Thousands of people went into the twin towers on Sept. 11 nearly 10 years ago, and Pasquale Buzzelli was one of the lucky few who made it out, surviving the collapse of the north tower before he was rescued by firefighters.
When the first plane hit the north tower at about 8:46 a.m., Buzzelli was in an elevator, going up.
"I felt the elevator shake violently and actually drop," he recalled, in an interview with NBC New York.
Buzzelli, an engineer with the Port Authority, was on his way to his 64th floor office. He called his wife, who was seven months pregnant with their daughter, and tried to sound as calm as possible.
"I said 'Louise, don't be alarmed, I'm ok,'" he said.
Buzzelli got out of the elevator around the 44th floor, and started taking the stairs.
At home, his wife couldn't relax. The smoky fire she watched on her TV screeen soon became the most horrifying image she could imagine.
And then the tower collapsed.
"I just prayed that he wouldn't suffer," said Louise Buzzelli.
She was convinced he was dead. So was he.
"I curled up right in the corner in the fetal position and I thought, 'there must be something heavy falling down through the stairs,'" he said.
As the tower around him collapsed, Stairwell B became an unexpected harbor. But Buzzelli didn't know it yet.
"I remember saying 'I can't believe this is how I'm going to die. This is how it's going to end. Please God, take care of my wife, my unborn child,'" he recalled.
But somehow, Buzzelli's cascade from about the 22nd floor ended with him perched atop a crumbled pile of debris, very much alive.
"He was trapped," said Fire Lt. Mike Lyons. "He was isolated on a slab of concrete, 4- by 6 feet. In any of four directions he had a long way to go down."
Lyons and a team of other firefighters couldn't believe that in a sea of wreckage they'd discovered a survivor.
"It was amazing," said firefighter Michael Morabito. "Especially the way he was sitting. The sky was blue and he was just untouched in all that destruction."
The first responders crafted a harness out of rope. They draped the sling around Buzzelli and lowered him to the ground.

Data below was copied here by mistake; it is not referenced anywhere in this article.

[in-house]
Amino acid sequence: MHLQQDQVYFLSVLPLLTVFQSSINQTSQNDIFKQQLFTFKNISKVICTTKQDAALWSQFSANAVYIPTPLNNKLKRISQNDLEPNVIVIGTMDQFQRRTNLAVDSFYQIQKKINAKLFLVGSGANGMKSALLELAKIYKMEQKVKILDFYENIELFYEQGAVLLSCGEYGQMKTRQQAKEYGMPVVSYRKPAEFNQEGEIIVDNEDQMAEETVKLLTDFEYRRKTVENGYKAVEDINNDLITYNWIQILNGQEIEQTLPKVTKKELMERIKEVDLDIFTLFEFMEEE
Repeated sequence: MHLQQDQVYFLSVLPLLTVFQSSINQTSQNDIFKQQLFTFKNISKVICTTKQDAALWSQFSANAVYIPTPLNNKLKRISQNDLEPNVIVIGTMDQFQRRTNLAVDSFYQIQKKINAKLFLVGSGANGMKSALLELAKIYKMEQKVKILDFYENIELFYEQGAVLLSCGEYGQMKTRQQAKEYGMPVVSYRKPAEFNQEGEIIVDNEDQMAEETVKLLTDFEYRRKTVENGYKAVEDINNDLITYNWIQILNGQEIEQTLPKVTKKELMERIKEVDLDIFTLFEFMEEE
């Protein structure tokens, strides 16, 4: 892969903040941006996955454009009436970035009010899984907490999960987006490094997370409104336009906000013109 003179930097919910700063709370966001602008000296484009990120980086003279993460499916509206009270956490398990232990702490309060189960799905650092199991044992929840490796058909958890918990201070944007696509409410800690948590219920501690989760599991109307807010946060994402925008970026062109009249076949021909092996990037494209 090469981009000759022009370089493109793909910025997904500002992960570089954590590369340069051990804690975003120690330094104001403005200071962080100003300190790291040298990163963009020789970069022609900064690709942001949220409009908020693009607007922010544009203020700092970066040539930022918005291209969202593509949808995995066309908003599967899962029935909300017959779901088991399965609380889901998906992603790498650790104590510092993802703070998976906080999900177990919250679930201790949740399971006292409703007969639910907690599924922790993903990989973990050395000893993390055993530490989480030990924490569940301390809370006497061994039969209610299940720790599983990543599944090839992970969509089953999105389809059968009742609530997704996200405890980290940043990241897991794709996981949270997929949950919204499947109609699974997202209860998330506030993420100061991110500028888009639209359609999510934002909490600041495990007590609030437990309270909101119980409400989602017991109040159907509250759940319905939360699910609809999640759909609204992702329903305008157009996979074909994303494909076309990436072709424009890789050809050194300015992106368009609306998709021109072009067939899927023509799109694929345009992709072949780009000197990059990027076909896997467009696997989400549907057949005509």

He was treated at St. Vincent's for a broken ankle before he was allowed to go home to his wife and friends in Bergen County.
"Every day is a gift," said his wife.
But the next 10 years weren't easy. The Buzzellis have grappled with the reality that thousands died and he didn't.
"A little bit of survivor's guilt," said Buzzelli. "I should be happy, this tastes better -- and then you feel guilty about surviving. You think about the dads that didn't see their daughters being born."
What's helped, said Louise Buzzelli, is that daughter Hope, now nearly 10, has become friends with other children of 9/11.
The Buzzellis' younger daughter, Mia, is 6. The family has even written a book called "We All Fall Down," inspired by the children's game Ring Around the Rosie, and has a website about their story: http://911survivor.com.
Hope, an aspiring artist, drew the book's cover. "I think it's a picture of peace and freedom, almost," she said. "There are kids in red and white and blue holding hands, kind of like a symbol of peace in a way."
As for having a father present when the events of 9/11 nearly made that impossible, Hope Buzzelli had this observation:
"To me it's kind of sad and happy. I feel bad for everyone else that lost important people in their life, but I'm happy my Dad is alive."